Thoughts on attenuating 1/4 wave cancellation

Among other things, I would like to address the 1/4 wave cancellation coming from the wall behind my speakers. I would like to avoid soffit mounting, as that would require building a new wall, and after all of that I would end up with a fixed speaker position.

My room is solely for audio, so I need not worry about aesthetic issues arising out of bass trap placement. If I were to place a big (e.g., 24" diameter) ASC tube trap against each side of the speaker, and maybe one more behind and to the outside of each of these, it seems to me that the bass waves heading backwards would be significantly attenuated and the cancellation would be significantly reduced. This might help reduce edge diffraction, too, but I am far out of my element with most of these acoustic phenomena.

I am hoping that someone can debunk this notion before I buy the extra tube traps and discover the hard way that it was a boneheaded idea.
Good questions from Zargon. Also, are the speakers dipolar, front-firing, other? And how far down does their low frequency response go?

Also, I could be wrong but I believe it is more correctly referred to as 1/2 wave cancellation. The path from the speaker to the wall behind it would be 1/4 wavelength at the affected frequency, then another 1/4 wavelength for the reflection to return to the plane of the speaker, where it would be a total of 1/2 wavelength or 180 degrees out of phase with the forward-radiated waveform, resulting in cancellation.

-- Al
The deployment of the speakers and listening position is constantly varying, so I hope to keep the discussion general and related to the possibility of soaking up low frequency bass backwash. Will that generally work, or is there some flaw in the concept? A few general parameters follow:

The room is 18' deep, 23' wide, and 8' high. Speakers along the long wall, placed out from that wall from 3 feet to about 8 feet.

Listening position varies, naturally, but I try to keep it far enough from the back wall so as to avoid bass enhancement from proximity to the wall.

20" tube traps in corners. Various Realtraps and Echobusters here and there.

For present purposes, let's assume speakers about 4.5 feet from the wall, 10 feet apart, listening position about 5 feet from the back wall. The 1/4 wave cancellation centers at about 63 Hz (86Hz/distance from wall in meters), and corresponding hump is at about 126Hz. If I deploy like this, the measurements with an SPL meter are uncannily precisely just like the calculation. Indeed, no matter what the distance to the wall, the cancellation is as calculated.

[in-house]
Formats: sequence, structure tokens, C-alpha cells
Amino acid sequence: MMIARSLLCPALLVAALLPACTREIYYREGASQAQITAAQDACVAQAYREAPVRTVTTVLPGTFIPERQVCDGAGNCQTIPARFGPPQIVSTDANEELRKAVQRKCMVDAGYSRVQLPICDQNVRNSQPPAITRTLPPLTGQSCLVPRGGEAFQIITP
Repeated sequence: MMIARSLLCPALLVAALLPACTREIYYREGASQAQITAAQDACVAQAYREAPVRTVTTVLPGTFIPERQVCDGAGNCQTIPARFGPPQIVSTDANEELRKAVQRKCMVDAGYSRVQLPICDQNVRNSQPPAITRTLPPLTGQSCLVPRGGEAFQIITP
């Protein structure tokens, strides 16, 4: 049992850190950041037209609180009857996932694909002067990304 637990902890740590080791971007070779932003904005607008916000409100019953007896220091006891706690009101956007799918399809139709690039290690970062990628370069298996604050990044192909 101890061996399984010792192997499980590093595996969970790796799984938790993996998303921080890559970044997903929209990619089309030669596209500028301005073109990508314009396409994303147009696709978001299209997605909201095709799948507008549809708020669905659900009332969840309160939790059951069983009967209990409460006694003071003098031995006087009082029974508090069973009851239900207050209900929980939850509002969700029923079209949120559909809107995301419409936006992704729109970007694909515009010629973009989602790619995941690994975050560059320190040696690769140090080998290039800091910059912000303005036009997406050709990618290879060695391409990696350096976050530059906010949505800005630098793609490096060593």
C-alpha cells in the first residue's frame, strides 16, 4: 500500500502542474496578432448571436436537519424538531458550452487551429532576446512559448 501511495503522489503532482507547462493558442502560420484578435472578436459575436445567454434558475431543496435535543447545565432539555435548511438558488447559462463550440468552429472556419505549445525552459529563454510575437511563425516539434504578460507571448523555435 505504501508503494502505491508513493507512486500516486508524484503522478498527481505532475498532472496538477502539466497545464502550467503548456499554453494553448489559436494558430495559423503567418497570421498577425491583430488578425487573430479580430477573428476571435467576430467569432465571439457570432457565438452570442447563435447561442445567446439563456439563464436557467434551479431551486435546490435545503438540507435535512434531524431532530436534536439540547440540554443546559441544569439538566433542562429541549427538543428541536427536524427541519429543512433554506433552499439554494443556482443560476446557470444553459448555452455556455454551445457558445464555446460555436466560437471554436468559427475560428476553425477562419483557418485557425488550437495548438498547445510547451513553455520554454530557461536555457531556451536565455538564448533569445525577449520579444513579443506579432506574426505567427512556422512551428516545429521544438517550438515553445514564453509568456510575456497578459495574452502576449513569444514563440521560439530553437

I've had very good luck attenuating floor and ceiling reflection cancellations with Realtraps, so I would hope to be able to extend the concept to the front wall reflection, despite the fact that it is a much lower frequency.

Thanks for giving it some thought.
The phenomina you are describing is correctly referred to as "1/4 wave cancellation" in acoustic circles. Your understanding as it occurs on the front wall is accurate as described. The 1/4 wave cancellation also applies to sound waves reflected off the back wall to the listening position. So in your example, if the listening position is 5 ft off the back wall, you can expect another cancellation at 56 hz.

Anything you can do to absorb the incident wave on the wall at the cancellation frequency will help. Of course, at these fairly low frequencies that can be a challenge. Bass traps, even 20" in diameter do not absorb much at 50-60 hz. I believe a Real Trap is also ineffective at this frequency.

One solution is a helmholtz resonator which can be tuned to a specific frequency. F. Dalton Everest in "Master Handbook of Acoustics" has quite a good discussion of how to do this. They can be boxes, corner traps or policylindrical absorbers. If you don't have this reference it would be worth while to buy one (new or used on Amazon).

I built a helmholtz resonator behind the rear wall of my room with good success (see my system). Of course, I was starting from scratch and you may not have that option. I also built in corner traps, however, while they help reduce excess low frequency energy, these are primarily aimed at reducing the RT60 in the room.

You also need to look at the natural room modes and take into account their interaction with the speaker location. A simple free tool like Room Response Calculator, by Yavuz Aksan, is quite useful for this purpose.

I am curious how you did the measurements to confirm the cancellation? Remember, you are measuring the accumulation of all effects, not just 1/4 wave off the front wall.